§ 23. Sir B. Stross
asked the Minister of Public Building and Works whether he is aware that during the cleaning of the fresco painting of the Death of Nelson in the Royal Gallery, a small area of damage attributed to shrapnel during an air raid in the 1914–18 war has been repaired; whether he was consulted before the repair was made; and whether he will have the scar made by the shrapnel replaced.
§ 9. Sir J. Duncan
asked the Minister of Public Building and Works whether he will replace the scar on the sailor's knee in the painting in the Royal Gallery of the Death of Nelson, removed through ignorance during the painting's recent cleaning.
§ Mr. Rippon
I am aware that this small damaged area was repaired while the painting was cleaned. The aim has been to restore the painting as nearly as 858 possible to the condition in which the artist painted it. In all the circumstances I do not think it would be right to restore the scar.
§ Sir B. Stross
Is the right hon. Gentleman aware how disappointing his Answer will be to the school children of Britain as well as to hon. Members who take children from their constituencies around and show them the difference between the tiny amount of damage done in the First World War and the Churchill Arch, which signifies what happened to this Chamber in the Second World War? Will he not kindly reconsider the decision he has now given and allow either myself or another hon. Member to put the damage right?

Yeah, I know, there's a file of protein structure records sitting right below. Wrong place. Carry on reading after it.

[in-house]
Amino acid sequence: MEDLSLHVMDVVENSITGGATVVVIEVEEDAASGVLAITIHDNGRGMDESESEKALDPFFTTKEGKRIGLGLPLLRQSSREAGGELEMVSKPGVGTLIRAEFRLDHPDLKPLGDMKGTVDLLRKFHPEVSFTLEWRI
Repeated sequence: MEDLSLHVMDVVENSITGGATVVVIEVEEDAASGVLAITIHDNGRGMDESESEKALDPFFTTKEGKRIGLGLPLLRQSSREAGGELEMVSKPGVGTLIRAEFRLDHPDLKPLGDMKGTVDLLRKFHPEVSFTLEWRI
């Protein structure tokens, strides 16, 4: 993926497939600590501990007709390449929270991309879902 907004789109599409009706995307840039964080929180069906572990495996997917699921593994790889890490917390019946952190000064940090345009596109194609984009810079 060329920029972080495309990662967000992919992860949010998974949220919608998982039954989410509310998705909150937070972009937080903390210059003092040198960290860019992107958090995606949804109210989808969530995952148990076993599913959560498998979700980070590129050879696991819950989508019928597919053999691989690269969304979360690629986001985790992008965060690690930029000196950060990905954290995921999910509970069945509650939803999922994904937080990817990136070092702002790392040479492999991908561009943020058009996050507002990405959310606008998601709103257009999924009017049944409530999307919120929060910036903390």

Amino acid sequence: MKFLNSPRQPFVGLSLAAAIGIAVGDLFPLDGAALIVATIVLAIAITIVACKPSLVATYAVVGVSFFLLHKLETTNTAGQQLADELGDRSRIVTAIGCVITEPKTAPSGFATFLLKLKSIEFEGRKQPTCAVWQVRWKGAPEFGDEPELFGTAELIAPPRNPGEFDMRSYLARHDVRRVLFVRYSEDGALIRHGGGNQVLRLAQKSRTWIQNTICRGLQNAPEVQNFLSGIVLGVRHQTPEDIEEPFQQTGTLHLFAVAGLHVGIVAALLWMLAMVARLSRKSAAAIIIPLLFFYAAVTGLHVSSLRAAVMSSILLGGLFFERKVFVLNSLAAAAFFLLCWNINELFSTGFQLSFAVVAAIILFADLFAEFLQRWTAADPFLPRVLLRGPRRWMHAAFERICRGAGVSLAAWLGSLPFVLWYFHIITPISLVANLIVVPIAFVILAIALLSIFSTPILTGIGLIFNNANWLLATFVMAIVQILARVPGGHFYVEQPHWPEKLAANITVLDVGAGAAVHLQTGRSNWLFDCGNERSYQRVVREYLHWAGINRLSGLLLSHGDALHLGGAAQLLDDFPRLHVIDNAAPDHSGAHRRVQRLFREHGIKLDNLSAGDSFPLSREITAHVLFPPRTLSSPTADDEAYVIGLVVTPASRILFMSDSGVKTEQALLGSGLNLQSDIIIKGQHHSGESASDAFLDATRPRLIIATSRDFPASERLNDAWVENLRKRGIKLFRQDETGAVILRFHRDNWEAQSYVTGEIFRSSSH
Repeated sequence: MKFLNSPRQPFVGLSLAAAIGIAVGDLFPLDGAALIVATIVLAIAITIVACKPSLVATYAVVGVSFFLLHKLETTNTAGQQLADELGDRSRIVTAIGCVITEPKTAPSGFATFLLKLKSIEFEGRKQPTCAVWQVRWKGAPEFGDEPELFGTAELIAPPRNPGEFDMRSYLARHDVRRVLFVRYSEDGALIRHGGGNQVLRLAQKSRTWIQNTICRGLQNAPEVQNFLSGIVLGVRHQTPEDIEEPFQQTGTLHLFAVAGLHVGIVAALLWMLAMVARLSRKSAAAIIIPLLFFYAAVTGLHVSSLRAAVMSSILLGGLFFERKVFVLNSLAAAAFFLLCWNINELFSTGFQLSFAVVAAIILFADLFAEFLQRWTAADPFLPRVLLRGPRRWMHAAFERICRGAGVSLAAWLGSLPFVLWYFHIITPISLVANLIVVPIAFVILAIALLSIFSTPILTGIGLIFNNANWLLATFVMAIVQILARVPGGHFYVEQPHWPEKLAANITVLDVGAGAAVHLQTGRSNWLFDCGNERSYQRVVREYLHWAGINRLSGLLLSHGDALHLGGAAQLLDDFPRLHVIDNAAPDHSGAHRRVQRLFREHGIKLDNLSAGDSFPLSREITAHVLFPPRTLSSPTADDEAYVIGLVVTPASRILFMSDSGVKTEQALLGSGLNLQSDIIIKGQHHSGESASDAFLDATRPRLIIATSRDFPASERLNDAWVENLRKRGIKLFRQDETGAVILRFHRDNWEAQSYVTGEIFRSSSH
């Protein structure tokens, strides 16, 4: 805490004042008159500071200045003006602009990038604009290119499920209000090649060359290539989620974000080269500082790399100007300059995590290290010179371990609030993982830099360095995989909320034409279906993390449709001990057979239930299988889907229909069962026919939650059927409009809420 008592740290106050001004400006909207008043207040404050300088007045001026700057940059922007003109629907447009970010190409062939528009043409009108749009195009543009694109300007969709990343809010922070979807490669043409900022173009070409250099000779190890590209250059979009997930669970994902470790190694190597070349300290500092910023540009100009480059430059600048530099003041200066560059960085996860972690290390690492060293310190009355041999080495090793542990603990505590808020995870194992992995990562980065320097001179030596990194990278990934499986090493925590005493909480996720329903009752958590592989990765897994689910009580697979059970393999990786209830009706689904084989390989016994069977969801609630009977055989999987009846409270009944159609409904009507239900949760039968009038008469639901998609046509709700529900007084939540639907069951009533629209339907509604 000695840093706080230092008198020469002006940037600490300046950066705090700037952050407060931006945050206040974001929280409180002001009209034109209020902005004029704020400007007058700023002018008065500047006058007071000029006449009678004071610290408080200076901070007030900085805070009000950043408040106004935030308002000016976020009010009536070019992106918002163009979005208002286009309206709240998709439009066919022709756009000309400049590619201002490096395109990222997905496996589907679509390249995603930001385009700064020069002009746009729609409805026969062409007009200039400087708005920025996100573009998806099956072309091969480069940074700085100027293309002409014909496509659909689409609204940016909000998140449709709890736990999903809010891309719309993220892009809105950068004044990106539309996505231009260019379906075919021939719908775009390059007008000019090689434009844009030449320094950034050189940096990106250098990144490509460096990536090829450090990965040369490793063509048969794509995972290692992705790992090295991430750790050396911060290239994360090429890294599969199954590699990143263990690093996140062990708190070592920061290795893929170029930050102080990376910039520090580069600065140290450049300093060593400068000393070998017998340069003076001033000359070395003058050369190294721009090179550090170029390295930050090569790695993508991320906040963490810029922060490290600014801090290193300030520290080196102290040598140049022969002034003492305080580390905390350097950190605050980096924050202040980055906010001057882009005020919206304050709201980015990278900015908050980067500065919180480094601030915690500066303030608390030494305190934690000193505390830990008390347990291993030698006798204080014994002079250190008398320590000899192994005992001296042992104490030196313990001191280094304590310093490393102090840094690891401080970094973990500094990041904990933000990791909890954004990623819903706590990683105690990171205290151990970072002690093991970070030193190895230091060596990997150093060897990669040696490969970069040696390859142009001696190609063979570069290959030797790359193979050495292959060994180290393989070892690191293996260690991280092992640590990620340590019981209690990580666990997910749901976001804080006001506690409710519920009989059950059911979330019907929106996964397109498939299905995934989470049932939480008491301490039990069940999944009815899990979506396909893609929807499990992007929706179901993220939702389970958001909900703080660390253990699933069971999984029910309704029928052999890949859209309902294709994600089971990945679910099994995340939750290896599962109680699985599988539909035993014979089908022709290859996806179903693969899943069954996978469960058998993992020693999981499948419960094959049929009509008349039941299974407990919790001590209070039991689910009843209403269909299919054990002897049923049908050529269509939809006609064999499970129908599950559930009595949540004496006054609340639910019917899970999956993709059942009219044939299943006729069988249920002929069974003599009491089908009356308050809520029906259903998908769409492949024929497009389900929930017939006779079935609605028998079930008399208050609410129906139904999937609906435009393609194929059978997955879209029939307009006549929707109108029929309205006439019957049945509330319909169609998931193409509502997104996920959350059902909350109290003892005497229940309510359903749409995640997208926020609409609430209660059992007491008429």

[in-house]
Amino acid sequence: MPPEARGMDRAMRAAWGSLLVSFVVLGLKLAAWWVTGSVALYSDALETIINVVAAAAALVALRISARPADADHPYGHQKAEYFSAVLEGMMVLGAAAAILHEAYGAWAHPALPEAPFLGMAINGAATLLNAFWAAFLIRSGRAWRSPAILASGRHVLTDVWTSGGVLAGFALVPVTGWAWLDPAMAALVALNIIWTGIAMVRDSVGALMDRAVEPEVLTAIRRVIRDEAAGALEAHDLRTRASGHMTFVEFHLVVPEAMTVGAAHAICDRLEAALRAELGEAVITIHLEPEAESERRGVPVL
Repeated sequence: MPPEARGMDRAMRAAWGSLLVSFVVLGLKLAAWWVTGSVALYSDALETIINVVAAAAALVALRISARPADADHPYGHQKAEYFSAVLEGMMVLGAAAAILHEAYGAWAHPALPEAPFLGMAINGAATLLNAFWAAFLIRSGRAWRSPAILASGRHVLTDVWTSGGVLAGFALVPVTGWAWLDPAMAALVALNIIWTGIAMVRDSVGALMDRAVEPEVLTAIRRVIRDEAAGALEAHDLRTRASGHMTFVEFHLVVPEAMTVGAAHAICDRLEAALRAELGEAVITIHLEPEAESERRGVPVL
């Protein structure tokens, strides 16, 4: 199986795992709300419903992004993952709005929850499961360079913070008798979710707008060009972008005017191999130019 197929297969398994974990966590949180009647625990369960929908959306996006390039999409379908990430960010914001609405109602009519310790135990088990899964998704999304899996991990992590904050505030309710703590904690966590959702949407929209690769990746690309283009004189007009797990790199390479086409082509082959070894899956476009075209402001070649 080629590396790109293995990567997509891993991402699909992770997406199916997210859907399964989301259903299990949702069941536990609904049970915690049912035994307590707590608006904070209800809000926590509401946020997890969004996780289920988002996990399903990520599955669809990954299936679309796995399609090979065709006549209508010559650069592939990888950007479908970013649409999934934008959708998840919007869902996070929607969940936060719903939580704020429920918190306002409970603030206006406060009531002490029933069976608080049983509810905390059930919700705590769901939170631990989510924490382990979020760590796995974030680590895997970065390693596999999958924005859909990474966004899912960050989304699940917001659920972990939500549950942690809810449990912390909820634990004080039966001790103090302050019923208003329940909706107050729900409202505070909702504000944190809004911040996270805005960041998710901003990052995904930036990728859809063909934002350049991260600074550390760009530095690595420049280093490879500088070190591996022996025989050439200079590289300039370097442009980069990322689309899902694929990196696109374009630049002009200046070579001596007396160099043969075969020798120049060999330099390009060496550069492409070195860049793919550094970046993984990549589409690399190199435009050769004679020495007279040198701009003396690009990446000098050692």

§ Mr. Rippon
I have some sympathy with that point of view, but I do not think that hon. Members on either side of the House are short of patter on these or other occasions. My difficulty in this instance concerns the restoration or rather, the de-restoration of a painting which it took the artist seven years to complete.
§ Mr. C. Pannell
Was the scar not a scar at all? Was it not the situation that during the war it was kept alive by the assiduous use of an occasional touching up with chalk?